Will We Ever Learn?

November 7th, 2011

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It seems we are doomed to repeat our mistakes. Mankind has been jumping over bushels of hundred dollar bills to reach the quarter in the corner, since the dawn of currency. I have a number of new stories every week, of consumers who look so very hard for the best deal, they overlook the fact that they may be dealing with a disreputable provider, or may not get what they expect, or may be getting a promise that won’t be kept, or even worse; may be getting a price quote from someone that has no idea what they are doing. But boy do we consumers love a deal, and boy do we love to believe what we are promised.

I had a client call a few months ago and they wanted to refinance their condo. They started the conversation by grilling me on price, and I responded that I needed to know a lot of things before I could quote a price, like credit score, appraised value, debt ratios, etc. There are numerous variables that go into pricing a loan, but all they wanted to hear is what my most aggressive price was. Somehow I could not get them to slow down and hear my logic. After asking about some of the characteristics of the loan, since it was a condo, I tried to get answers to important questions that all lenders would need the answers to, like:

how many units are owned by investors versus primary residents?
how many unit owners are delinquent on dues?
does one unit owner own more than 10% of the units?
does the condo have 10% of the annual budget set aside in a reserve account?
and more…

He did not want to review these questions, he just wanted “the best price you can quote me.” Then, he wanted to know if rates went down after he locked in a rate, if he could get a better deal! And also wanted to know if we’d pay the appraisal fee! Obviously this was going nowhere, and I ended the conversation, as I could not provide an accurate price quote without ALL the details. And I think if the conversation went much further, he would have been asking me if I would commit to coming to his condo once a week to clean his kitchen, mop the floors, scrub the toilets, and lend him $20. He wanted the moon, and more. This was a very unreasonable individual, I had surmised.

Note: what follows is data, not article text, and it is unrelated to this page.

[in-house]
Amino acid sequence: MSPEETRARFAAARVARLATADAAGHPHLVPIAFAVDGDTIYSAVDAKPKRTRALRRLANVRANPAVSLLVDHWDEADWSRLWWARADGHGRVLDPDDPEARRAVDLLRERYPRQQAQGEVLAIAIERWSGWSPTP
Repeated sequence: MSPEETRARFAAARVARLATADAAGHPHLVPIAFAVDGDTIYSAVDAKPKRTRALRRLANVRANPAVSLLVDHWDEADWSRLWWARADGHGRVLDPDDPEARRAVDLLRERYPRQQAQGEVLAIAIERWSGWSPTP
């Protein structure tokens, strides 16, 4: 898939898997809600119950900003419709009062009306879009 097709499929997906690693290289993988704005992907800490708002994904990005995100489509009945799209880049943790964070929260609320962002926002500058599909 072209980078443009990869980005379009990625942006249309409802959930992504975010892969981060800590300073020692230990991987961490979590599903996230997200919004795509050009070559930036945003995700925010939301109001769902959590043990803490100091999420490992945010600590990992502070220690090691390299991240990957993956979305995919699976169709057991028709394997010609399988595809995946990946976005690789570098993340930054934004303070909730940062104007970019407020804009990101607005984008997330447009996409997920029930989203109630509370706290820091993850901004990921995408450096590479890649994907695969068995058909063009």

Then, about a month later, I saw in an email my two favorite words”

“Remember me?”

The rest of the email, from the same client I could not get answers from, went like this:

“I wanted to refinance with you a month ago, but you weren’t able to quote me a low rate, and I went elsewhere. Unfortunately, my loan app fell through at the last minute with the lender I went with, because they had problems with the 11.9% of the units in the development still held by the developer. Anyway, would you accept my applications now?”

Yes, it was music to my ears. But, no, it did not make me happy. I was upset that yet another client went racing ahead to what he was sure was the “best deal” without getting all the answers he needed in advance. He jumped over a bushel of $100 bills (in this case savings of $300 a month on his mortgage with me) to get the quarter in the corner (an alleged better deal, that could not even be done, it turns out).

Had he slowed down, and let me ask all the questions I wanted to, there is one possibility, in this scenario, to get a loan through where one unit owner owns more than 10% of the units in the building. But I can’t release that secret here 🙂

In the end, in our desperation to secure the last 1/8% in rate, the last $100 in closing costs reduction, and the last word in getting the best deal; we consumers tend to overlook:

realistic goals
and experience

I wish I could do something besides blog occasionally to remind people that they are only putting themselves in a bad position when they go for the rock bottom deal. Usually, those deals are never delivered anyway. Please be careful, ask a lot of questions, and think about other characteristics of your service providers besides price. You’ll thank me.


Brian Martucci is a loan officer for Capital Bank Home Loans, a division of Capital Bank, N.A. He has been in the mortgage industry since 1986 and has served in a number of roles, including loan processor, loan officer, mortgage broker, branch manager, and vice president. Brian Martucci – NMLS# 185421. His opinions do not necessarily reflect the opinions and beliefs of Capital Bank Home Loans or Capital Bank. Capital Bank, N.A.- NMLS# 401599. Click here for the Capital Bank, N.A. “Privacy Policy”.​

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